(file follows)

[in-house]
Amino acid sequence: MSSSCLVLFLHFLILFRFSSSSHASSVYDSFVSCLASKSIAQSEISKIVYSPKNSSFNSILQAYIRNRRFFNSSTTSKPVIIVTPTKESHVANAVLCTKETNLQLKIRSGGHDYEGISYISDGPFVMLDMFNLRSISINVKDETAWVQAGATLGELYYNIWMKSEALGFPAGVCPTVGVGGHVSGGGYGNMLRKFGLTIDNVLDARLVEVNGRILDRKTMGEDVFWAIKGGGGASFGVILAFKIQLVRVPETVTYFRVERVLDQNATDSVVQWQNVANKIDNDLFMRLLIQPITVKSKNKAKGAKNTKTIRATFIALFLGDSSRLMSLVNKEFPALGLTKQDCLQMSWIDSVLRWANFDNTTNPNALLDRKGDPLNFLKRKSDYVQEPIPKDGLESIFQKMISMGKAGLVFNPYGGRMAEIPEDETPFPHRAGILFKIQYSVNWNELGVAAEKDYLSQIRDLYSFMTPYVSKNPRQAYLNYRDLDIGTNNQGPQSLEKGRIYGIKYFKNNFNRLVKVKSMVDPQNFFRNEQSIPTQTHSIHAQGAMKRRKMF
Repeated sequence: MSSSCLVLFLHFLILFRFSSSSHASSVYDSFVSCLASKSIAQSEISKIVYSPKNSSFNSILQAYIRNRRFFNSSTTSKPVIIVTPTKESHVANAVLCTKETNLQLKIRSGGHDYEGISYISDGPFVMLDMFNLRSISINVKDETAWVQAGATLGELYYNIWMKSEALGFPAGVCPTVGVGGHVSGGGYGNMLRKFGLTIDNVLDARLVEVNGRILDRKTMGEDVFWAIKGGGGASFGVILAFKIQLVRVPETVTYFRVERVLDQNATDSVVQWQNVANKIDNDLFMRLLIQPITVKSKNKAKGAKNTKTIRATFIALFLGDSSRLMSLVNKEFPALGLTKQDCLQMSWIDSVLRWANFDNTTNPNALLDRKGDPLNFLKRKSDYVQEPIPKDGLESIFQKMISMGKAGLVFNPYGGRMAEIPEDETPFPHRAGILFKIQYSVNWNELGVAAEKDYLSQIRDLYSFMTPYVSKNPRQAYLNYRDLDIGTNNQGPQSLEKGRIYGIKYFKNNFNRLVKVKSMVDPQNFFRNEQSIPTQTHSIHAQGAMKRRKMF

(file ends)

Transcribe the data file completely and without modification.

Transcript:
[in-house]
Amino acid sequence: MSSSCLVLFLHFLILFRFSSSSHASSVYDSFVSCLASKSIAQSEISKIVYSPKNSSFNSILQAYIRNRRFFNSSTTSKPVIIVTPTKESHVANAVLCTKETNLQLKIRSGGHDYEGISYISDGPFVMLDMFNLRSISINVKDETAWVQAGATLGELYYNIWMKSEALGFPAGVCPTVGVGGHVSGGGYGNMLRKFGLTIDNVLDARLVEVNGRILDRKTMGEDVFWAIKGGGGASFGVILAFKIQLVRVPETVTYFRVERVLDQNATDSVVQWQNVANKIDNDLFMRLLIQPITVKSKNKAKGAKNTKTIRATFIALFLGDSSRLMSLVNKEFPALGLTKQDCLQMSWIDSVLRWANFDNTTNPNALLDRKGDPLNFLKRKSDYVQEPIPKDGLESIFQKMISMGKAGLVFNPYGGRMAEIPEDETPFPHRAGILFKIQYSVNWNELGVAAEKDYLSQIRDLYSFMTPYVSKNPRQAYLNYRDLDIGTNNQGPQSLEKGRIYGIKYFKNNFNRLVKVKSMVDPQNFFRNEQSIPTQTHSIHAQGAMKRRKMF
Repeated sequence: MSSSCLVLFLHFLILFRFSSSSHASSVYDSFVSCLASKSIAQSEISKIVYSPKNSSFNSILQAYIRNRRFFNSSTTSKPVIIVTPTKESHVANAVLCTKETNLQLKIRSGGHDYEGISYISDGPFVMLDMFNLRSISINVKDETAWVQAGATLGELYYNIWMKSEALGFPAGVCPTVGVGGHVSGGGYGNMLRKFGLTIDNVLDARLVEVNGRILDRKTMGEDVFWAIKGGGGASFGVILAFKIQLVRVPETVTYFRVERVLDQNATDSVVQWQNVANKIDNDLFMRLLIQPITVKSKNKAKGAKNTKTIRATFIALFLGDSSRLMSLVNKEFPALGLTKQDCLQMSWIDSVLRWANFDNTTNPNALLDRKGDPLNFLKRKSDYVQEPIPKDGLESIFQKMISMGKAGLVFNPYGGRMAEIPEDETPFPHRAGILFKIQYSVNWNELGVAAEKDYLSQIRDLYSFMTPYVSKNPRQAYLNYRDLDIGTNNQGPQSLEKGRIYGIKYFKNNFNRLVKVKSMVDPQNFFRNEQSIPTQTHSIHAQGAMKRRKMF